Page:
The Defensive Dominance of Rudy Gobert

Jennifer Stewart – USA TODAY Sports

Rudy Gobert’s name is synonymous with elite defense.

The towering French center for the Utah Jazz is averaging at least two blocks per game for the sixth straight season. The Jazz are currently ninth in the league in adjusted defensive rating, their worst finish since Gobert became a full-time starter. Ever since entering the NBA, Gobert has played defense at the highest level and has transformed the Utah Jazz on that side of the ball.

His performance certainly has not gone unnoticed either. Gobert has been named to three consecutive All-Defensive First Teams and will likely be selected to his fourth this season. He is already in legendary territory as one of only ten players to win multiple Defensive Player of the Year awards1 and could very well win a third in 2020.

Needless to say, Gobert’s status as an all-time great defender is not in doubt. However, we have access to more than just accolades and box score stats. There are more advanced defensive metrics out there than ever before. Do these metrics back up Gobert’s legendary defensive status? Probably, but let’s confirm it.

The first defensive statistic that one may think to look at is a player’s field goal percentage allowed. Just like offensive FG%, though, FG% allowed is flawed because it treats every shot equally without accounting for shot distance and shot value (two-pointers vs three-pointers). That’s where Expected Effective Field Goal Percentage Allowed (DXeFG%) comes in. A player’s DXeFG% represents the eFG% a league-average player would be expected to give up if they defended the same exact shots. Guards tend to have lower DXeFG% values because they guard other guards who shoot more jumpers, while big men have higher DXeFG% values. A player’s DXeFG% can then be compared to the actual eFG% they allow (DeFG%) to see if they perform above or below expectation. For more on DXeFG%, you can read our introductory article on it here and access the data via the site’s menu. Anyway, here’s a bubble plot of every qualifying player’s DXeFG% and DeFG% since 2017.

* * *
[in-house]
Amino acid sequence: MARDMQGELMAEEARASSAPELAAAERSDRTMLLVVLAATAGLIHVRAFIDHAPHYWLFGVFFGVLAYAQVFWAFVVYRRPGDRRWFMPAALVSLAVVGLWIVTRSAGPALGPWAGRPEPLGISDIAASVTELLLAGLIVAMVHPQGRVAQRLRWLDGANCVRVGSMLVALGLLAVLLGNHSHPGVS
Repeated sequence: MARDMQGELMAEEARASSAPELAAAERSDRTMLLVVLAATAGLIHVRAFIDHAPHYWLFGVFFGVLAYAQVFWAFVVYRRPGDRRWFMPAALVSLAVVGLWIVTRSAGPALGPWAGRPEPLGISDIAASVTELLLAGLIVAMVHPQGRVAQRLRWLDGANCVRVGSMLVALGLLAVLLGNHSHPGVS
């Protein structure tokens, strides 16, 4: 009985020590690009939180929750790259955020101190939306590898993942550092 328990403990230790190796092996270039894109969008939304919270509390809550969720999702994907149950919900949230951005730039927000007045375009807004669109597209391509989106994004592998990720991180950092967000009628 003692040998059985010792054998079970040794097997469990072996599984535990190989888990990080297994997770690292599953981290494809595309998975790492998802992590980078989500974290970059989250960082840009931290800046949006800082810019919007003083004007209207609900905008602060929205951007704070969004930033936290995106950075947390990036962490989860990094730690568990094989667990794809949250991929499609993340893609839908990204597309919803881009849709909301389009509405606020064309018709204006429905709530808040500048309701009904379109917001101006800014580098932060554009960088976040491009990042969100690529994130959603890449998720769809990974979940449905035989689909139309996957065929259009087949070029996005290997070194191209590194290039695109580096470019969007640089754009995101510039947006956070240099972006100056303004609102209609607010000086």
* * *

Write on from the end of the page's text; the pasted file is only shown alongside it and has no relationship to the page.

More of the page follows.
The size of the point represents the number of shots a player defends (larger point = more shots defended, smaller point = less shots defended)

As you can clearly see, his point is far below the expectation curve, meaning he allows an eFG% far below expectation. Based on the shots he defended, Gobert was expected to allow an eFG% of 52.8%. Instead, defenders boasted a 45.8% eFG% against him. The sample size isn’t paltry either. Since 2017, Gobert has been credited with defending 4542 field goal attempts, the most in the league during this span by a wide margin.2

When DeFG% is used in conjunction with DXeFG%, it’s a far better statistic than regular FG% allowed (or DFG%). However, it’s still quite imperfect. I previously mentioned that DFG%’s issue is that it assumes all shots are equal. While DXeFG% offers a solution to that problem, it still makes one faulty assumption — all offensive players are equal. Holding Stephen Curry to a 3P% of 35% is pretty damn good, while allowing that same 3P% to Giannis Antetokounmpo is a bit disappointing. In the eyes of DXeFG%, both players are equal. That’s not right and it penalizes players like Jrue Holiday who are consistently matched up against the opposing team’s best offensive player.

Another one of our defensive metrics is based on individual matchup data. It takes a look at every matchup a defender has had and determines an expected ‘points allowed’ value based on the equality of that offensive player. Because we know how many points a defender actually allowed in any given matchup, we can determine how many total points each defender saved (TPS) and the number of points a defender saved per 100 possessions (DPS). Check out the introductory article here for more, and once again, full data can be accessed via the site’s menu under the ‘NBA’ tab. Let’s see how Gobert’s DPS ranks in the league since this individual matchup data began to be tracked in 2018.